The Handover: Rethinking AI, States, and Corporations

the handover David runciman

In a world increasingly dominated by the advancements of artificial intelligence (AI), political philosopher and historian David Runciman‘s book, “The Handover: How We Gave Control of Our Lives to Corporations, States, and AIs,” offers a unique perspective. Runciman delves into the historical aspects of states and corporations, referring to them as “artificial agents” with a history dating back centuries. This book challenges the conventional narrative about AI’s imminent takeover and provides a comprehensive exploration of our relationship with these entities.

Artificial Agents: The Historical Predecessors of AI

The book initiates by redefining our understanding of AI. Rather than seeing it as an entirely new phenomenon, Runciman asserts that states and corporations have been acting as “artificial agents” for centuries. He argues that these entities were created to perform tasks that humans couldn’t manage on their own, such as warfare or large-scale economic operations. In essence, we have been living with AI long before we realized it.

States and Corporations: A Symbiotic Relationship

Runciman goes on to elucidate the intricate relationship between states and corporations. States, he contends, hold the power to grant corporations their authority, leading to a dynamic partnership. Corporations, in turn, represent miniaturized versions of states, yet their primary objective is profit-making. Despite their symbiotic nature, corporations have significantly shorter lifespans than states, as they are subject to various influences, including state regulations and market conditions.

Historical Insights: The Influence of States and Corporations

This section delves into the historical roles of states and corporations, showcasing their impact on global development. The book traces their influence from entities like the East India Company and Standard Oil to contemporary corporate giants like Facebook and Alibaba. These “artificial agents” have played pivotal roles in both advancing society, through poverty reduction, and causing challenges, including environmental degradation and global conflicts.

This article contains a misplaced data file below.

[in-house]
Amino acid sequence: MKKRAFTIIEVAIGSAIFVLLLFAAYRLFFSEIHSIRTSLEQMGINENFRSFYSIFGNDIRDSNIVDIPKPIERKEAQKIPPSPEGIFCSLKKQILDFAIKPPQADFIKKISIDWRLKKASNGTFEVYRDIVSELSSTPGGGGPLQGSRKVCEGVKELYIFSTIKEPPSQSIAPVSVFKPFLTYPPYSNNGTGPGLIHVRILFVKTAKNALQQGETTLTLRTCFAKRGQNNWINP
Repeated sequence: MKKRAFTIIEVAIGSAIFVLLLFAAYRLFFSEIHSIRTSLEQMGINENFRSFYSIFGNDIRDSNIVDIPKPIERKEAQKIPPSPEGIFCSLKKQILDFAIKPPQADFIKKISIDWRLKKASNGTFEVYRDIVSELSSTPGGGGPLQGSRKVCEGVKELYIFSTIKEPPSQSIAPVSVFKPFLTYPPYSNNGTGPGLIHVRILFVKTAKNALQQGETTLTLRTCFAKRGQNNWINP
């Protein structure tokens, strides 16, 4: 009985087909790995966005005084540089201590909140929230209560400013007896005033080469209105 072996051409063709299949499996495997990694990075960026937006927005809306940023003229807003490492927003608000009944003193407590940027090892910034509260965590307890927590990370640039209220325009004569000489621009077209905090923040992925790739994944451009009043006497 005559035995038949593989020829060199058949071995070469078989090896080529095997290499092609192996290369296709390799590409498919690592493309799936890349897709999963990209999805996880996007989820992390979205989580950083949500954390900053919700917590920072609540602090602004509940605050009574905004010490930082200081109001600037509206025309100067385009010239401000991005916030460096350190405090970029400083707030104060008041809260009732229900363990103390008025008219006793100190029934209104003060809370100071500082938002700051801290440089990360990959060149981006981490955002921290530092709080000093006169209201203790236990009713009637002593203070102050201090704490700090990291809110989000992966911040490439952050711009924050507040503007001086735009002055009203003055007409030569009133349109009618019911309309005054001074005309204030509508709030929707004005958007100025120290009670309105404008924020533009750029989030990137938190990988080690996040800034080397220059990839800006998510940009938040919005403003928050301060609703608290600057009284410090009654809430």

Decision-Making Machines: States, Corporations, and Consequences

A central theme of the book is the idea that states and corporations are decision-making machines capable of autonomous choices. They hold the responsibility of bearing the outcomes of their decisions. As the world experiences the rapid proliferation of AI technology, the book anticipates an intensified power struggle between states and corporations in the quest to harness AI’s benefits. This view suggests that the future is less about human-AI relationships and more about the interactions among states, corporations, and AI.

This section delves into the global implications of Runciman’s perspective. The twenty-first century, he argues, will be marked by intensifying power struggles between states and corporations to harness the potential of AI. In this ever-changing landscape, the ultimate trajectory of humanity is poised to be profoundly shaped by the intricate interactions among states, corporations, and thinking machines. This dimension emphasizes the interwoven nature of our collective destiny in an AI-driven world.

Runciman also postulates intriguing scenarios for the future, particularly concerning the changing landscape of work in an era dominated by AI. With China and Japan facing aging populations, new questions emerge about the division of labor and responsibilities. Will AI handle physically demanding tasks, while humans take charge of the more social and emotional aspects of caregiving? Runciman offers thought-provoking insights, suggesting multiple potential outcomes.

Conclusion

In conclusion, “The Handover” is a captivating exploration of our history, offering fresh insights into the interactions between states, corporations, and AI. David Runciman’s ability to bridge historical contexts with modern challenges provides readers with a deeper understanding of the evolving landscape. This book is a valuable resource for anyone interested in the future of AI and its profound implications for society. By reconsidering our relationship with AI in the context of states and corporations, Runciman’s work offers a unique and thought-provoking perspective.

 

 

“States and corporations reflect two different sides of our contemporary fear of machines that have escaped human control. One is that we will build machines that we don’t know how to switch off, either because we have become too dependent on them or because we can’t find the off switch. That’s states. The other is that we build machines that self-replicate in ways that we can no longer regulate. They start spewing out versions of themselves to the point where we are swamped by them. That’s corporations.”

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